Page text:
There has been an increasing recognition of the inter-relationship between human health and the oceans. Traditionally, the focus of research and concern has been on the impact of human activities on the oceans, particularly through anthropogenic pollution and the exploitation of marine resources. More recently, there has been recognition of the potential direct impact of the oceans on human health, both detrimental and beneficial. Areas identified include: global change, harmful algal blooms (HABs), microbial and chemical contamination of marine waters and seafood, and marine models and ... Read More »
» Published in Mar Pollut Bull. 2006;53(10-12):545-60. Epub 2006 Sep 25.

14. The effects of carbenoxolone on human myocardial conduction: a tool to investigate the role of gap junctional uncoupling in human arrhythmogenesis.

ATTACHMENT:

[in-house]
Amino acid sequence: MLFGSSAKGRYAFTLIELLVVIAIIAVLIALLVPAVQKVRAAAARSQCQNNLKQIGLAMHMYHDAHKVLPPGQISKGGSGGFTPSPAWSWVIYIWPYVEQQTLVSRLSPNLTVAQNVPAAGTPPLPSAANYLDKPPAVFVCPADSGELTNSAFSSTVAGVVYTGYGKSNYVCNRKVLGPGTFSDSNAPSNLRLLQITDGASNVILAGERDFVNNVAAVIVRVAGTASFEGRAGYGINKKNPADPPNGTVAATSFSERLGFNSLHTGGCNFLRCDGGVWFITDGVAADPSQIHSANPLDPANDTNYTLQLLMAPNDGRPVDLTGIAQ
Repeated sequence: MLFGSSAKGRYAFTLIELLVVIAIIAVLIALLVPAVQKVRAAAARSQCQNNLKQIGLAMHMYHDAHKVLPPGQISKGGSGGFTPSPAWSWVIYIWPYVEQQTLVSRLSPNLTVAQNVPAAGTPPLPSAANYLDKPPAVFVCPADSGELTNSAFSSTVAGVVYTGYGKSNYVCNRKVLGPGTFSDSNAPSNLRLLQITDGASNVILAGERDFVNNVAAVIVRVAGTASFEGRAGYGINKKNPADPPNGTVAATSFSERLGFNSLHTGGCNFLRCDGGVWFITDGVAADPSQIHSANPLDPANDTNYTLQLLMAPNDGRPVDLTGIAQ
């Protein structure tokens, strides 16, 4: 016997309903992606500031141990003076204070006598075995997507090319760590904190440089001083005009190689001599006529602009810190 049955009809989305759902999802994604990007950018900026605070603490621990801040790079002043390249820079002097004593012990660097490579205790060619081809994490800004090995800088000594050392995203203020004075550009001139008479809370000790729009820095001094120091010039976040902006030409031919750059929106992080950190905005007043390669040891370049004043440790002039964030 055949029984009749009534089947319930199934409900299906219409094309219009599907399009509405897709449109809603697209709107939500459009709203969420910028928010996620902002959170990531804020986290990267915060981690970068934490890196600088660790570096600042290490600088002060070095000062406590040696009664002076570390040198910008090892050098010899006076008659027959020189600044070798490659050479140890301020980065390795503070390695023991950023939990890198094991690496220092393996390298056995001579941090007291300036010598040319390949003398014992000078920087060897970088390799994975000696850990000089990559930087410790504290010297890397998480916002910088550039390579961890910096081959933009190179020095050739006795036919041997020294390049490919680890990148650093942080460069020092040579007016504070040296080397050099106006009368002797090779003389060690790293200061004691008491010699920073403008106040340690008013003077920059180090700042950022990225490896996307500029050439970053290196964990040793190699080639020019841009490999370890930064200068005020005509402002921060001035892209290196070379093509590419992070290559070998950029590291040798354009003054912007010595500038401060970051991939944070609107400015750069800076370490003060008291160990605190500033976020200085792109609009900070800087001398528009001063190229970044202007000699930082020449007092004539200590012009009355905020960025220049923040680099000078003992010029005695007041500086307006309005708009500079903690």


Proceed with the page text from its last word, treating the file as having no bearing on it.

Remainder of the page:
Match Strength: 2.413

OBJECTIVES: This study assessed the effects of carbenoxolone on human myocardial conduction and refractoriness. BACKGROUND: Carbenoxolone, an antipeptic ulcer drug, has been shown to reduce gap junctional coupling without affecting cellular ion channels. Gap junctions (GJ) are considered to be determinants of cardiac action potential propagation. The effects of GJ uncoupling in the human heart are unknown. METHODS: Right atrial (RA) and ventricular (RV) activation mapping (Carto, Biosense Webster Inc., Diamond Bar, California) was performed during sinus rhythm. Right atrial and RV wavefront ... Read More »
» Published in J Am Coll Cardiol. 2006 Sep 19;48(6):1242-9. Epub 2006 Aug 28.

15. Atypical mutational properties of human chromosome 21 suggested by comparative genome-scale analyses.